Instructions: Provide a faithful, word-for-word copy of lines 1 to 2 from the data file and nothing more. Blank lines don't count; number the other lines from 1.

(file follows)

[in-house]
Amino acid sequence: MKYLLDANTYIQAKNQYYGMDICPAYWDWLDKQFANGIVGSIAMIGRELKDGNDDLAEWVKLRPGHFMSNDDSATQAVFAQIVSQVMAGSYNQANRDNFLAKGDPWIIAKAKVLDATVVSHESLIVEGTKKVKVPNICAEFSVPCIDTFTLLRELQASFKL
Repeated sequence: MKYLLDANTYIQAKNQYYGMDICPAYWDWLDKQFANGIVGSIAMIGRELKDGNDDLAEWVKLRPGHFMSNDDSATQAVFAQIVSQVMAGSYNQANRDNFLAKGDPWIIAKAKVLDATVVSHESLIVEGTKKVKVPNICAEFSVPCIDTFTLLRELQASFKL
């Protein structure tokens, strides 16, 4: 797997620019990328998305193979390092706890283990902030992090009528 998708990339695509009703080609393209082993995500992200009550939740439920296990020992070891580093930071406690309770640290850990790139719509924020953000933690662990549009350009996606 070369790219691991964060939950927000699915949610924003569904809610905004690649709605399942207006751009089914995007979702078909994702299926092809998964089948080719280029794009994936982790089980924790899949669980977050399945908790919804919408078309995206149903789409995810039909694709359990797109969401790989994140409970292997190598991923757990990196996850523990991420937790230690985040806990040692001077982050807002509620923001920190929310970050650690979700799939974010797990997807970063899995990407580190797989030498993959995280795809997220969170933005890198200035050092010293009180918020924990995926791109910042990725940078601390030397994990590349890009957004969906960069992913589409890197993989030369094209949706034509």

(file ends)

[in-house]
Amino acid sequence: MKYLLDANTYIQAKNQYYGMDICPAYWDWLDKQFANGIVGSIAMIGRELKDGNDDLAEWVKLRPGHFMSNDDSATQAVFAQIVSQVMAGSYNQANRDNFLAKGDPWIIAKAKVLDATVVSHESLIVEGTKKVKVPNICAEFSVPCIDTFTLLRELQASFKL